As you can see, having a diverse amount of good bacteria is perhaps the biggest influencer of  overall health. Gut health can even determine skin health.

If you spend a lot of time and money on skin care products, perhaps you need to rethink your skin care regimen entirely. That's because poor skin, from excessive dryness to acne and other skin conditions can be traced to what's inside your gut.

skin health and your microbiome

2. Feed Your Gut Good Stuff – Probiotics & Green Drink

But if genetics is a major determining factor in your bacteria portfolio, is there anything that can be done to change what's inside your gut?

The good news is there are a few simple things you can do to boost the number of beneficial bacteria.

For starters, if you're not taking a probiotic supplement, buy one today and start taking it every day. It should contain at least 10 billion colony forming units (CFUs) per serving (usually one or two capsules).

Like any other supplement, not all probiotics are created equal. If you buy a cheap one from Rite Aid it might not be effective. Do some research before you buy.

Another easy thing you can do to improve your gut health is having 16 oz of my Green Drink every morning. Good bacteria love to feast on the seven certified organic green leafy veggies in my Green Drink. The veggies contain prebiotic fibers. You can think of prebiotics as food for probiotics (good bacteria).

You can take the most expensive probiotic supplement in the world, but if you're not feeding the good bacteria with prebiotics, they're not going to flourish and multiply and colonize your gut.

Which is why if you haven't been eating healthy lately, I also recommend doing a Chef V Cleanse. With a Chef V Cleanse, you get four Green Drinks per day plus a detox soup for dinner and two vegan protein shakes in between. The soup and shakes also are loaded with prebiotic fuel to stimulate beneficial bacteria in your gut.

probiotic

3. You can reset your Gut Health with a Detox

Diet is crucial for gut health. Even if you eat a large salad with organic veggies every day, if you're also drinking beer and eating bread and other foods that are rich in either white or wheat flour, your good bacteria won't flourish.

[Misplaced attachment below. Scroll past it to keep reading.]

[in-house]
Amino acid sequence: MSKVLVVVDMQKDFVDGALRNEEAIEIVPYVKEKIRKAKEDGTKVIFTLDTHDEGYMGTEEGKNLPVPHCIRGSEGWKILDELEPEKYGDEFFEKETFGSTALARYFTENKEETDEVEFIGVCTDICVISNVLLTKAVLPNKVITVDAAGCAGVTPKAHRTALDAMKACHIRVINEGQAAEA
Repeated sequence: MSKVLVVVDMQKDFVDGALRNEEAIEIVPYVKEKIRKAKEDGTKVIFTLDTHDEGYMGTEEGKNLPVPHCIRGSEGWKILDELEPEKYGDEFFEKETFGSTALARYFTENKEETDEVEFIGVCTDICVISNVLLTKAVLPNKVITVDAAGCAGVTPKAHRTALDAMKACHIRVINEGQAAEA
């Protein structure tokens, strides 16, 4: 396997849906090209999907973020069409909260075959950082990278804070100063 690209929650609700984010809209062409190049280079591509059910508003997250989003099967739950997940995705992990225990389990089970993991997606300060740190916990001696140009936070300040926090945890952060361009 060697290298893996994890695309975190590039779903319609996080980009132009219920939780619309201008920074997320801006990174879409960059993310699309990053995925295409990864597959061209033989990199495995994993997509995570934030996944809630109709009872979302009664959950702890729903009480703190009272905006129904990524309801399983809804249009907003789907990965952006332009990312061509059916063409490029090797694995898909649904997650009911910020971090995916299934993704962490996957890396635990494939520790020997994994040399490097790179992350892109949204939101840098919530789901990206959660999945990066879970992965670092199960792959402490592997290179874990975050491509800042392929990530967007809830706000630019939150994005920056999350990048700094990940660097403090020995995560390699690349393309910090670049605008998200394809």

That's because drinking beer and eating baked goods causes yeast overgrowth in the gut. Too much yeast results in the good bacteria not being able to do its job effective of protecting your immune system and fighting inflammation.

Bloated belly, foggy brain, chronic congestion and indigestion … all these are symptoms of poor gut health. And yeast overgrowth (especially from the species, candida albicans) is often the culprit.

If you need a longer digestive system overhaul that will keep the yeast at bay, I recommend trying my 21 day detox challenge. It's easy to follow. I provide all the coaching and instruction you'll need to easily finish it through, and give your gut the fuel it needs to populate good bacteria.

After your 21 day detox is over, you won't be tempted by eating yeasty, sugary foods again. And I'll teach you what to eat after the detox is over to ensure that your success will carry over and your good gut bacteria will thrive.

In the meantime, to boost the friendly bacteria in the gut, you can also eat foods that are rich in probiotics. Drinking kombucha is an easy way to get some probiotics. So, too, is eating fermented foods  like kimchi (Korean cabbage), tempeh and sauerkraut. If you happen to live in a town with good farmers markets, look for stands that sell fermented foods and drinks.

Here's to your (gut) health….

Love,

Chef V

21 day detox from Chef V

SIBO: The Number One Reason You Shouldn’t Snack All Day

SIBO - snacking

How many times a day do you do it? 

You’re not really hungry but you stroll into the kitchen and open the fridge or pantry…

It’s not like new food has magically materialized. 

Yet you find something to snack on. 

But even when you’re done eating the last crumb, you’re already thinking about the next snack.